Posts Tagged ‘#environment’

Jan 08

Convert Your Car

By AREA Staff — Introduction This year at University of Illinois Laboratory High School in Champaign- Urbana, about twenty students in the Social Advocacy II class focused on vegetable oil as alternative fuel for the semester project. There were five basic components to this project: converting a car to run on Straight Vegetable Oil (svo), researching and producing biodiesel, […]


By Nicholas Brown — The line separating Illinois from its neighbors is announced by colorful signage along the Interstate.  After the billboards for low-tax gas, Kentucky cigarette outlets, and cheap fireworks fall away, a sign juxtaposing corn and skyscrapers welcomes motorists to the state.   On the ground, of course, corn and skyscraper never meet.  The sign’s compression of […]

Neighborhood Orchard

By Nance Klehm — Little Village is a neighborhood of 90,000 people in 4 square miles. Low density housing of single family homes and buildings with 3-4 units occupied by extended families. La Villita is mostly culturally Mexican and low income. It has the least amount of open space in the city; the main shopping district, however, along 26th […]

Driving Around With Ken Dunn

By Sarah Lewison — I jumped into the Resource Center’s 10-wheeler as it rounded a corner in Hyde Park, with Program Director Ken Dunn at the helm en-route to his first load of some-thing. I’m riding along to get a sense of what keeps the program going day to day. While the Resource Center isn’t the only recycling operation […]

Growing Power

By Cassie Fennell — Growing Power’s “deliberately comprehensive” approach to urban agriculture embeds sustainable farming practices within first-rate training programs, and a national, family farmed food distribution network. Renowned in Milwaukee for its farming initiatives and a training facility nested within an urban farm that houses ducks, fish and many a happy worm, this national non-profit began to tackle […]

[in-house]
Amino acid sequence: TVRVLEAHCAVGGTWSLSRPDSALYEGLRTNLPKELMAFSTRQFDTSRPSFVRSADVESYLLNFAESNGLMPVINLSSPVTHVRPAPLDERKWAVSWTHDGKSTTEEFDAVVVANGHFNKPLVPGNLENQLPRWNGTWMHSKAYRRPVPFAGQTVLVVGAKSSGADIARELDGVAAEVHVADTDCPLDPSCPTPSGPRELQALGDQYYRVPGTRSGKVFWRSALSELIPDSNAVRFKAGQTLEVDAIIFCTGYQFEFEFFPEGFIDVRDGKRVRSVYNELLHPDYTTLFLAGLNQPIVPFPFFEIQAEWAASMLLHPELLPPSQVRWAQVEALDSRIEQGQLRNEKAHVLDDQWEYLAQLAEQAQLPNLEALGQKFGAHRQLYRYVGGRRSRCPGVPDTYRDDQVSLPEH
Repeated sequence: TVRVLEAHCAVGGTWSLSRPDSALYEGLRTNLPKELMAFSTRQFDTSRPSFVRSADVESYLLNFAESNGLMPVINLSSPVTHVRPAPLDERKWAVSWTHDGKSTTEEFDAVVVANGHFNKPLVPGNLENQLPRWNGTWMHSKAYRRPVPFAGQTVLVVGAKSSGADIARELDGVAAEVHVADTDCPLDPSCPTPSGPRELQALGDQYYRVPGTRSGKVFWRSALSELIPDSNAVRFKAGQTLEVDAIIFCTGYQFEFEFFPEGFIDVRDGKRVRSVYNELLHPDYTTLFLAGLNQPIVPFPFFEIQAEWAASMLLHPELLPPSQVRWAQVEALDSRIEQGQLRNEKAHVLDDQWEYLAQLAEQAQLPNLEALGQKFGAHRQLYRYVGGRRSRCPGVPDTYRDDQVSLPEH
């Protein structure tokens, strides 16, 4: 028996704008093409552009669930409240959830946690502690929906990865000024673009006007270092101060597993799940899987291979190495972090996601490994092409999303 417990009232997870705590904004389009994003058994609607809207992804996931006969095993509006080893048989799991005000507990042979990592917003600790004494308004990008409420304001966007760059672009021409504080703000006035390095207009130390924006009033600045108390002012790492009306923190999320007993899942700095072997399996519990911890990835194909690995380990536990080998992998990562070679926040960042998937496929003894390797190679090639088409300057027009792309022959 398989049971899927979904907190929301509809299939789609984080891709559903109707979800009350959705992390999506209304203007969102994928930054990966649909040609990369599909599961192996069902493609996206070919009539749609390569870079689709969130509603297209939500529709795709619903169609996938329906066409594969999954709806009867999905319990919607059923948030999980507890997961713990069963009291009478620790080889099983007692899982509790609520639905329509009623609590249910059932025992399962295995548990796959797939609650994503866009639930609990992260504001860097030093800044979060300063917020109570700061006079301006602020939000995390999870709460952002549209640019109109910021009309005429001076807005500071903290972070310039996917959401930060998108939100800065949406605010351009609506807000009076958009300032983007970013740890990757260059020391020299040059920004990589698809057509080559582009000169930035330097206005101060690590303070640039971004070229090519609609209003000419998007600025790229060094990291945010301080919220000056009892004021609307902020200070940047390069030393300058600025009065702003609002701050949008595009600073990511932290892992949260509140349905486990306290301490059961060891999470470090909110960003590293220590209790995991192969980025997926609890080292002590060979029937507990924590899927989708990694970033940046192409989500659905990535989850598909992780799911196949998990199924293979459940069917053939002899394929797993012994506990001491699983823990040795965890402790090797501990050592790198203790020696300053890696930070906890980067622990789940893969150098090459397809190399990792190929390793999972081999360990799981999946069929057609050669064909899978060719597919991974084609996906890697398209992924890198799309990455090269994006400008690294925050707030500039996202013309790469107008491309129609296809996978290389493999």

3 Kinds of Produce

By Heather Sewell — In the form of a subscription vegetable business called Produce, I spent this past summer farming across the sprawl of western Chicago land on three distinct sites.   Traversing 50 miles behind the wheel of my farming sedan, watching the landscape change, and my agricultural responses shift gears.   Pests, water, access and soil – all of […]

Gene Wise

By Micah Maidenberg — Genewise members are food activists at the genetic level. The group was formed in 2001 in response to a big meeting of biotechnology firms in Chicago and since then has been using direct action and public education campaigns to raise awareness about the genetic engineering of food. “Everyone eats, from CEOs to the homeless. No […]

Growing Home

By Cassie Fennell — At the height of the summer, foodies jam Chicago farmers’ markets in pursuit of fresh fruit and heirloom vegetables. For nine years, the Chicago non-profit Growing Home has worked to transform perceptions that these markets are solely the hunting grounds of the well-heeled, by providing employment opportunities for homeless and low-income Chicagoans. Recruits of this […]

Ken Dunn of the Resource Center

By Sarah Lewison — What do you see as the future for food production in Chicago? We’ll have all of the vacant acreage in Chicago under production and the city will be able substantially to produce its own food. That’s probably ten years down the road, but the Mayor is in agreement with the principle of producing food or […]

Daniel Block

By AREA — Daniel Block’s recent study is entitled Where are the Tomatoes? Supermarket Access and LINK Card utilization in the Chicago Area. The geographic study explores the distribution of food markets throughout the city in relation to the population density and number of Illinois link card users and link accepting stores. The study creates useful distinctions between […]


By Laurie Palmer — The Northwest Incinerator at 700 N. Kildare between Chicago Ave. and Lake St. was constructed with great fanfare in 1971 as a state-of-the-art, waste-to-energy garbage burner. It promised to reduce the city’s volume of trash headed for landfills by 90%, to be safe and pollution-free, and to produce energy at the same time. It burned […]

Missing Landfills

By Therese Quinn — While working at a local museum, a label in an exhibit I developed was censored by the museum’s director. She objected to a quote I included as a caption to a photo of an environmental activist working on toxic waste clean-up in one low income community. The activist, a woman with a history of noted […]